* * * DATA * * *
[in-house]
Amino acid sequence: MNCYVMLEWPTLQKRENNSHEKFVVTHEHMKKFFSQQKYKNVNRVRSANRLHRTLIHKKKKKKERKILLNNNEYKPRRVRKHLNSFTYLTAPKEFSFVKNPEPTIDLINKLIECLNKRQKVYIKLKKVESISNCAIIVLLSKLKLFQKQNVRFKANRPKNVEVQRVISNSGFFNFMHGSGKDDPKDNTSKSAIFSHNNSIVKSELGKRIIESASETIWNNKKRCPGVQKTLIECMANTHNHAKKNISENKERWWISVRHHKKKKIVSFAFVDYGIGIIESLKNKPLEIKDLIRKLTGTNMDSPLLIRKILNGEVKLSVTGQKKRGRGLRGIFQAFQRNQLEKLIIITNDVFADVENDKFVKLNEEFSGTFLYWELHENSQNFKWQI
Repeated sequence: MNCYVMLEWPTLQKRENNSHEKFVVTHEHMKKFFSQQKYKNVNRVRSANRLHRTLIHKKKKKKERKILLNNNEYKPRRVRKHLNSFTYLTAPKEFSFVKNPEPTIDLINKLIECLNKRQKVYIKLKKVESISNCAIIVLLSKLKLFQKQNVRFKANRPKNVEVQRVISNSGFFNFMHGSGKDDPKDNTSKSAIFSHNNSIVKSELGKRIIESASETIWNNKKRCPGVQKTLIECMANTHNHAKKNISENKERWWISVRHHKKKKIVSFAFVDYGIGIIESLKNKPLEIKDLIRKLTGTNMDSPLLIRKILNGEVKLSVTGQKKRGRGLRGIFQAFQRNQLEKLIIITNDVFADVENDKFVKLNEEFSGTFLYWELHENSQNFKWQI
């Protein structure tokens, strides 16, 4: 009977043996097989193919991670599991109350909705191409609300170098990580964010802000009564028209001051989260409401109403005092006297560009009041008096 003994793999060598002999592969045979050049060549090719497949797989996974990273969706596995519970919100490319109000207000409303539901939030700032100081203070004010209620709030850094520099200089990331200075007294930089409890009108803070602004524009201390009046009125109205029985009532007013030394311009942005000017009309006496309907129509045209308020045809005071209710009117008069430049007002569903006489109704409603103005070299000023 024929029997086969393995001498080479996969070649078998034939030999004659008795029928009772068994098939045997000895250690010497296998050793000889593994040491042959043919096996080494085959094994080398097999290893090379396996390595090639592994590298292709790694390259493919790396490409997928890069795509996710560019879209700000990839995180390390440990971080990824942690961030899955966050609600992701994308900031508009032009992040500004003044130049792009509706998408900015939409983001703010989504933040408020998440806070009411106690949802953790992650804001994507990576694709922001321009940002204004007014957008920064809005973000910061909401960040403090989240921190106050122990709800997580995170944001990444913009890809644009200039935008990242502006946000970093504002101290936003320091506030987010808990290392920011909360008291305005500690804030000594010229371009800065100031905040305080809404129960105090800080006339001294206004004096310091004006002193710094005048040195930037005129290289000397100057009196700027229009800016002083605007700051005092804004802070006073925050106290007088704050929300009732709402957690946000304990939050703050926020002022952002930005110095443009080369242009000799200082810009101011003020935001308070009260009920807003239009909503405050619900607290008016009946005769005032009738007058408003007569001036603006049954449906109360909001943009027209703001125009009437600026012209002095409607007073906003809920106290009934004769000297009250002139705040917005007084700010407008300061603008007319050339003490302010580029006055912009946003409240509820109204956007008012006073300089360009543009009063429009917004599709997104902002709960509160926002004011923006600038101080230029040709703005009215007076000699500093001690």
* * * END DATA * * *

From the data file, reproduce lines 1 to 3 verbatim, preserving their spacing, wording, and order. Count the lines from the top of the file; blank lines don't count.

[in-house]
Amino acid sequence: MNCYVMLEWPTLQKRENNSHEKFVVTHEHMKKFFSQQKYKNVNRVRSANRLHRTLIHKKKKKKERKILLNNNEYKPRRVRKHLNSFTYLTAPKEFSFVKNPEPTIDLINKLIECLNKRQKVYIKLKKVESISNCAIIVLLSKLKLFQKQNVRFKANRPKNVEVQRVISNSGFFNFMHGSGKDDPKDNTSKSAIFSHNNSIVKSELGKRIIESASETIWNNKKRCPGVQKTLIECMANTHNHAKKNISENKERWWISVRHHKKKKIVSFAFVDYGIGIIESLKNKPLEIKDLIRKLTGTNMDSPLLIRKILNGEVKLSVTGQKKRGRGLRGIFQAFQRNQLEKLIIITNDVFADVENDKFVKLNEEFSGTFLYWELHENSQNFKWQI
Repeated sequence: MNCYVMLEWPTLQKRENNSHEKFVVTHEHMKKFFSQQKYKNVNRVRSANRLHRTLIHKKKKKKERKILLNNNEYKPRRVRKHLNSFTYLTAPKEFSFVKNPEPTIDLINKLIECLNKRQKVYIKLKKVESISNCAIIVLLSKLKLFQKQNVRFKANRPKNVEVQRVISNSGFFNFMHGSGKDDPKDNTSKSAIFSHNNSIVKSELGKRIIESASETIWNNKKRCPGVQKTLIECMANTHNHAKKNISENKERWWISVRHHKKKKIVSFAFVDYGIGIIESLKNKPLEIKDLIRKLTGTNMDSPLLIRKILNGEVKLSVTGQKKRGRGLRGIFQAFQRNQLEKLIIITNDVFADVENDKFVKLNEEFSGTFLYWELHENSQNFKWQI